6 of the Best Hikes Near Tucson, Arizona

Posted by
Erin Maxson
March 20, 2020
Updated January 26, 2022

tucson hikes
Romero Canyon, Catalina State Park

Thankfully, finding great hiking near Tucson isn’t a challenge!

There are an endless number hiking trails in and around Tucson for any level of hiker. Beautiful views in both the cactus-clad foothills and high-mountain forests can be found in the surrounding Santa Catalina Mountains and Rincon Mountains, but you can also find a few trails closer to the city for a quick jaunt as well.

With the incredible variety of terrain, there’s something in the Tucson area for everyone. Birders, hikers, trail runners, and the like will find that Tucson’s hikes offer more biodiversity, breathtaking views, and adventure than almost any other city.

No matter what kind of adventure you’re looking for — no matter the time of year — a hike in Tucson will provide!

Note: On hikes in the Sabino Canyon Area or Saguaro National Park, dogs are not allowed and be prepared to pay an entrance fee. Catalina State Park also has an entrance fee, but allows dogs. Dogs are not allowed in Pusch Ridge Wilderness.

1. Bear Canyon Trail to Seven Falls

seven falls Tucson waterfalls
Photo: @ramnitro

Why you should go: The most popular trail in Tucson is well worth the end-reward.

  • Difficulty: Moderate
  • Distance: 8.5 miles
  • Elevation Gain: 1,062 feet

This classic Tucson hike in the Sabino Canyon Recreation Area leads to the ultimate culmination of a mesmerizing waterfall. You’ll want to prepare ahead of time for water crossings by checking the water levels at the falls by calling ahead.

You should also come wearing waterproof boots, too, to avoid sopping wet feet after your first water crossing. Feel free to pack extra water shoes for your final destination if you plan to stick around and hang out near the falls.

The first six water crossings are roughly within a half-mile of each other, but the seventh water crossing is the one you’ll want to keep an eye out for. People often get lost here, so be sure to cross the seventh water crossing that will lead you to a fork in the trail. Head left and you’ll be on your way to the falls!

The best time to make the trek to Seven Falls is winter to early spring as the falls are fed by winter snowmelt and early-season rain and you’ll find them ebbing and flowing accordingly.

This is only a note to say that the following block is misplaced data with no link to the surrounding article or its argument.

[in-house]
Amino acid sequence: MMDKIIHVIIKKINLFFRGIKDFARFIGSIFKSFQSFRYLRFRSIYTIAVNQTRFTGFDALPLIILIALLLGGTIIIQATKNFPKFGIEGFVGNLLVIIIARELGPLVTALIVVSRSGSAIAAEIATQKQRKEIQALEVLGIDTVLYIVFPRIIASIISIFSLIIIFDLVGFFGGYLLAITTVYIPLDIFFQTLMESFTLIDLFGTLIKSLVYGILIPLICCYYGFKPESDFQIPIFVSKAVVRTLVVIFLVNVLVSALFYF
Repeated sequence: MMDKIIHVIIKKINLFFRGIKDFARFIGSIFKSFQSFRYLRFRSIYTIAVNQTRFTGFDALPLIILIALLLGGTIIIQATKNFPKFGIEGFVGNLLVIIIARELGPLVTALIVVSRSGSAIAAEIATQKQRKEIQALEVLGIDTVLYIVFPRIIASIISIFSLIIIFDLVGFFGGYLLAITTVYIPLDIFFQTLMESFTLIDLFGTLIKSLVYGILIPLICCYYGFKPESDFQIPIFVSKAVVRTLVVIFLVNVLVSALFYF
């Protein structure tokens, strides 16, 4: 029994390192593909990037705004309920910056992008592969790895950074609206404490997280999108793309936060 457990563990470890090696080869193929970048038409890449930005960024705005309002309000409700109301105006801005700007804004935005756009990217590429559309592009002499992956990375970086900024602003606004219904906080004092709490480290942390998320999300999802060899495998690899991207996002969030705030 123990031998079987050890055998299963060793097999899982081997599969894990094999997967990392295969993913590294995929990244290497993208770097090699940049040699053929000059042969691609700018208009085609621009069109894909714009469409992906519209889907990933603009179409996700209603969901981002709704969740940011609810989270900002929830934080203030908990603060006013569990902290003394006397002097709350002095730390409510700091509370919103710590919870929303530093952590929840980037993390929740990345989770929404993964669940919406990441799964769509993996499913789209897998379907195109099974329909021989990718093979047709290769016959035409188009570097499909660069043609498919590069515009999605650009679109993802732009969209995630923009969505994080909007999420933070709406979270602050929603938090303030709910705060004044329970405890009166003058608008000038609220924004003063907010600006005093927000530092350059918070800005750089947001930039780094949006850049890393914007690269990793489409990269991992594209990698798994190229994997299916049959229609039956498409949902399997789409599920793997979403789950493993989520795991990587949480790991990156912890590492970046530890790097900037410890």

2. Blackett’s Ridge Trail

blacketts ridge trail
Photo: Phil Venditti

Why you should go: Get a Sabino Canyon experience with less crowds and spectacular ridgetop views.

  • Difficulty: Challenging
  • Distance: 6 miles
  • Elevation Gain: 1,765 feet

The Blackett’s Ridge Trail is full to the brim with saguaros and mountain views. This trail is a must-see as it gives you a beautiful view of Coronado National Forest and the surrounding area. The trail is rather rocky and the elevation gain of nearly 2,000 feet will have you huffing and puffing as you make your way to the summit.

Since this trail is on a ridgeline, you’ll find that there isn’t much shade to keep you out of the hot sun, so you’ll most definitely want to pack enough water — at least 4 liters — especially in warm weather.

This trail is well-known for its wildflower blooms and native wildlife, so many come to witness the birds sing and desert tortoises make their commute.

Not sure if you want to make the jaunt up Blackett’s Ridge? Just listen to Anne’s review: “Great views of Tucson and surrounding mountains all the way up this steep, rocky hike. Getting to the summit was definitely worth the climb.”

3. Wasson Peak Trail

wasson peak trail tucson
Photo: Phil Venditti

Why you should hike here: “The best loop trail in the Tuscon Mountains” gives you the highest view in Saguaro National Park West.

  • Difficulty: Moderate
  • Distance: 7.9 miles
  • Elevation Gain: 1,765 feet

In Saguaro National Park, you won’t be shocked to find that there are endless saguaros waiting for you to pass by on your way up the Wasson Peak Trail . This trail is moderately steep with some rocky parts at the beginning and end. It offers great views of the surrounding mountains, desert vegetation, and wildlife if you’re lucky enough to catch a glimpse.